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White House Press Secretary Kayleigh McEnany said at a press briefing Monday that President Trump's description of the coronavirus as "kung flu" at a rally Saturday was "linking it to its place of origin."

Why it matters: People have described the term as racist and offensive to Asian Americans, and White House counselor Kellyanne Conway has previously called it "highly offensive."

  • In March, the president was asked about an allegation that a member of his staff had used the term — and, while he didn’t condemn it, he had not used it in public until this weekend. At the time, he said he didn’t think it would put Asian Americans at risk of being blamed for the virus.

What she's saying:

"What the president does do is point to the fact that the origin of the virus is China. It's a fair thing to point out as China tries to ridiculously rewrite history, ridiculously blame the coronavirus on American soldiers — this is what China is trying to do. And what President Trump is saying, 'No, China, I will label this virus for its place of origin.' ... He is linking it to its place of origin. ...
It's not a discussion about Asian Americans, who the president values and prizes as citizens of this great country. It's an indictment of China for letting this virus get here."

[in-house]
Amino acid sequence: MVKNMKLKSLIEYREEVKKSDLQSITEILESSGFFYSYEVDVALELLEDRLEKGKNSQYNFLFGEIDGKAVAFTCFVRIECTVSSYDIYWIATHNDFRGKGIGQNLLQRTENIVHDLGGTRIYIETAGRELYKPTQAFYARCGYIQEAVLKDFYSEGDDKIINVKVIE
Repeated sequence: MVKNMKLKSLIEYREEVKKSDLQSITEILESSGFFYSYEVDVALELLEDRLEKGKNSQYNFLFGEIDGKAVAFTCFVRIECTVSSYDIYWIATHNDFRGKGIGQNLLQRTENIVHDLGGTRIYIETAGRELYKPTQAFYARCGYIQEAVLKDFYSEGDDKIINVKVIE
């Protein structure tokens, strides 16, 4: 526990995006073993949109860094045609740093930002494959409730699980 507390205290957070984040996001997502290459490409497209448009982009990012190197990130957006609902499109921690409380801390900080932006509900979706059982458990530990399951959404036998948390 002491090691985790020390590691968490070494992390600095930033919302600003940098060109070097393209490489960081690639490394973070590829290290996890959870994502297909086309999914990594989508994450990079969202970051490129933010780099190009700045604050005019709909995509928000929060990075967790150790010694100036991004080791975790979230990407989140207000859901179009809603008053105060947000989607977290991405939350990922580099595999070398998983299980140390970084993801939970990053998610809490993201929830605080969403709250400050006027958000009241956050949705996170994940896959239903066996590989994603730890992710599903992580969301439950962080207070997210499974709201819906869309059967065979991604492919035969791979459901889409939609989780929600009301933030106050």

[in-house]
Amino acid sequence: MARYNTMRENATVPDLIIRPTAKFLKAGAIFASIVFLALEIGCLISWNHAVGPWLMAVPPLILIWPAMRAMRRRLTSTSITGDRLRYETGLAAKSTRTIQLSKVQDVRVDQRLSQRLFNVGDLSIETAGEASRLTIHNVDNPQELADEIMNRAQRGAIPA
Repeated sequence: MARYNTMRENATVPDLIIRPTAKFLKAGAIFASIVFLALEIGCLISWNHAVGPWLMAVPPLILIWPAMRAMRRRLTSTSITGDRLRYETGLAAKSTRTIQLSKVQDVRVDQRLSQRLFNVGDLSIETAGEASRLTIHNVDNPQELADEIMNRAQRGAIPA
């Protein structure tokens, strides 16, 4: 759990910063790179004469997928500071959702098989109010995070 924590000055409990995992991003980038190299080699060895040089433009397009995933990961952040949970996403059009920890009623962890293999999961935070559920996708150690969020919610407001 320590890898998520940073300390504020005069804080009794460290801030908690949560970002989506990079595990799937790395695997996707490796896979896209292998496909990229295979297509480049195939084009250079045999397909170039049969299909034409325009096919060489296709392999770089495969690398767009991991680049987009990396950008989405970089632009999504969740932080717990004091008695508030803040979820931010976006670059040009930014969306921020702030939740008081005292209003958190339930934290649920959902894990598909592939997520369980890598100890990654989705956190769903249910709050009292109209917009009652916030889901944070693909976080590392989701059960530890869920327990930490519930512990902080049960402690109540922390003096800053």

Go deeper

Caitlin Owens, author of Vitals
Sep 30, 2020 - Health

The coronavirus' alarming impact on the body

Illustration: Eniola Odetunde/Axios

Scientists are racing to learn more about the damage the novel coronavirus can do to the heart, lungs and brain.

Why it matters: It’s becoming increasingly clear that some patients struggle with its health consequences — and costs — far longer than a few weeks.

Updated Dec 1, 2020 - Politics & Policy

Coronavirus dashboard

Illustration: Sarah Grillo/Axios

  1. Health: Coronavirus may have been in U.S. in December 2019, study finds — Hospital crisis deepens as holiday season nears.
  2. Politics: Bipartisan group of senators unveil $908 billion COVID stimulus proposalFDA chief was called to West Wing to explain why agency hasn't moved faster on vaccine — The words that actually persuade people on the pandemic
  3. Vaccine: Moderna to file for FDA emergency use authorizationVaccinating rural America won't be easy — Being last in the vaccine queue is young people's next big COVID test.
  4. States: Cuomo orders emergency hospital protocols as New York's COVID capacity dwindles.
  5. World: European regulators to assess first COVID-19 vaccine by Dec. 29
  6. 🎧 Podcast: The state of play of the top vaccines.

7 former FDA commissioners say Trump is undermining the agency's credibility

Food and Drug Administration headquarters in White Oak, Maryland. Photo: Sarah Silbiger/Getty Images

Seven former FDA commissioners accused the Trump administration of "undermining the credibility" of the agency in a Washington Post op-ed published Tuesday.

Why it matters: The editorial comes amid fears that the Trump administration has politicized the coronavirus response and is seeking expedited approval and distribution of a possible vaccine.